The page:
HZC 8:29: Republican Carlos Cubelo is up 12 points in his Florida House race. That’d be another important win for the GOP.

WRM 8:27: Fox calls Indiana for Young. That’s a big win for the Republicans.

JW & HZC 8:26: With Florida essentially even, are we headed for a repeat of 2000? As a reminder, if things stay within .5 percent, that triggers an automatic recount. Right now, vote totals appear closer even than they were between Bush and Gore. Clinton can win without Florida—as can Trump, of course, but it’s much less likely—but we should be preparing for a long night ahead in the Sunshine State.

HZC 8:19: One of the big lessons of this election will be about how and how much campaigns matter. Trump basically had no consultants, ground operation, and his fundraising was comparatively lackluster. Meanwhile, his coordination with state and local efforts was poor. If he wins, it will be a huge blow for thousands of campaign consulting firms—a huge business which has expanded tremendously in recent years.

But if Clinton wins, it may well come down to her superior campaign operation—and her relative ability to stay on and propagate her message. There’s been a huge effort to turn out Hispanics, for example. African American turnout still seems down based on early returns, but Hispanics are voting in record numbers. If the democratic political machine can win this for Hillary, that will throw a lifeline to the consultants and pollsters and others who have built businesses on dubious results.

WRM 8:16: Fox calls Florida for Rubio. The Senate is looking better for the GOP, and GOP insiders must be wringing their hands about a lost chance.

JW 8:14: CNN has it down to 0.2 in FL. If it ends within 0.5, there will be a recount. Trump needs to win to stay competitive in Electoral College but Hillary has paths without it.

SK 8:11: Senator Lindsay Graham voted for Evan McMullin, but it’s also telling that he did not disclose that vote until today. Same with Bush’s non-vote. I think it shows how Republican elites, even those who oppose Trump, were scared to wholeheartedly campaign against the GOP nominee—which shows Trump’s hold over the party, and Republican fears of alienating Trump’s base.

DM 8:10: Thoughts from a first-time recent-immigrant voter: Maybe this is a normal election in some sense, but it struck me as I was making up my mind how much negativity played in my decision. So much has been said about how Trump ran an unprecedentedly negative campaign. But the truth is I voted for Hillary because I feared a Trump presidency. And the one Trump rally I attended, most of the people I talked to offered similar rationale: “Trump was not my first choice. But Hillary must be stopped.” Maybe this is par for the course for American Democracy—I don’t know, I’ve only observed it and never took it to heart like I have this time around. But it doesn’t feel healthy.

HZC 8:05: The Vermont gubernatorial race could go to GOP candidate former Lt. governor Phil Scott. Vermont, despite being the home of Senator Sanders, is hardly far-left. Before its current governor, Peter Shumlin, was Jim Douglas, a moderate Republican who was generally well-liked. Shumlin’s signature effort while in office was single payer health care, and it blew up in his face.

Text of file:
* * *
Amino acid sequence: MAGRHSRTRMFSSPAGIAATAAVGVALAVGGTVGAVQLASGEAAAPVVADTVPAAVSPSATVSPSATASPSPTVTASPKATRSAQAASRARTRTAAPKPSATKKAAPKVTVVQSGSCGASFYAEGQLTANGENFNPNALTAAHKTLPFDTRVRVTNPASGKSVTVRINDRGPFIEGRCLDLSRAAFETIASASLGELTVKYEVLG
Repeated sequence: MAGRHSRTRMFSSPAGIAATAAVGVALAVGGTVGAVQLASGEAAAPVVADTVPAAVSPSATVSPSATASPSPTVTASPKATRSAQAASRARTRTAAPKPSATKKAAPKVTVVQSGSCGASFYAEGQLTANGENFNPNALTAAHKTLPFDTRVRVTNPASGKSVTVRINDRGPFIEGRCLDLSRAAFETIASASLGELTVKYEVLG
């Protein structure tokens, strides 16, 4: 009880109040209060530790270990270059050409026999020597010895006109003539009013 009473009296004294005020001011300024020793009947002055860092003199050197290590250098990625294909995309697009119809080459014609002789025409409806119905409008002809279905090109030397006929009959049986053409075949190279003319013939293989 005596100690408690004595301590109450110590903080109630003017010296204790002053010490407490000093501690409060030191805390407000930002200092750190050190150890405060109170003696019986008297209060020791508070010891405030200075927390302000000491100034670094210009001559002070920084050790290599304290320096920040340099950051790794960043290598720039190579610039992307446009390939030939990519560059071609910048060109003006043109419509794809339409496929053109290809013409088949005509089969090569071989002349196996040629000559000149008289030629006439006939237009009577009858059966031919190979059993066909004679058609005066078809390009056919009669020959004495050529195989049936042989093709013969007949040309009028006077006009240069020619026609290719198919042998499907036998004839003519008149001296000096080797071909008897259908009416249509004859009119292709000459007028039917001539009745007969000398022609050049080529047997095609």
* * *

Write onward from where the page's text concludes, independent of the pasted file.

BH 8:02: I just spoke to French media. They are very interested in the situation in Michigan. If Trump manages to be competitive there, similar strategy as Marine Le Pen who tries to appeal to disaffected blue collar workers in Nord Pas-de-Calais, old industrial regions with high unemployment.

RA 7:56: Fox says senate control undecided; tight races too close to call.

BH 7:56: HRC taking strong early lead in Florida and North Carolina now (only 28% of votes counted in the latter).

SK 7:55: I wonder if the elites might have had more of an effect if they had coalesced around an anti-Trump alternative. We saw lots of soft Trump opposition and discomfort from Republican elites, but no concerted effort to support a challenger. Even Romney, who perhaps was most outspoken in opposing Trump with his speech back in March, never wholeheartedly threw his support to another candidate.

RA 7:51: Englishman Abroad checking in with the news that Mr. Brexit, Nigel Farage, has said that he would accept a job in the Trump White House — and that he has already booked the flight.

HZC 7:49: Stock markets getting jittery.

JW 7:45: It’s notable that aside from GWB, the party—voters and elites—have coalesced around Trump to a much larger extent than we might have expected a year ago if presented with the possibility of him becoming the nominee. That’s a good example of nihilistic partisanship. Our parties are strong and weak at the same time. Weak in the sense that they are empty vessels for whomever is nominated and because elites have little control over who is nominated; strong in the sense that they tend to close ranks around the nominee, no matter how far he diverges from stated principles.

HZC 7:43: Mute your TVs and listen to something more interesting: a conversation WRM had with Larry Kudlow and others last week at the Hannah Arendt Center.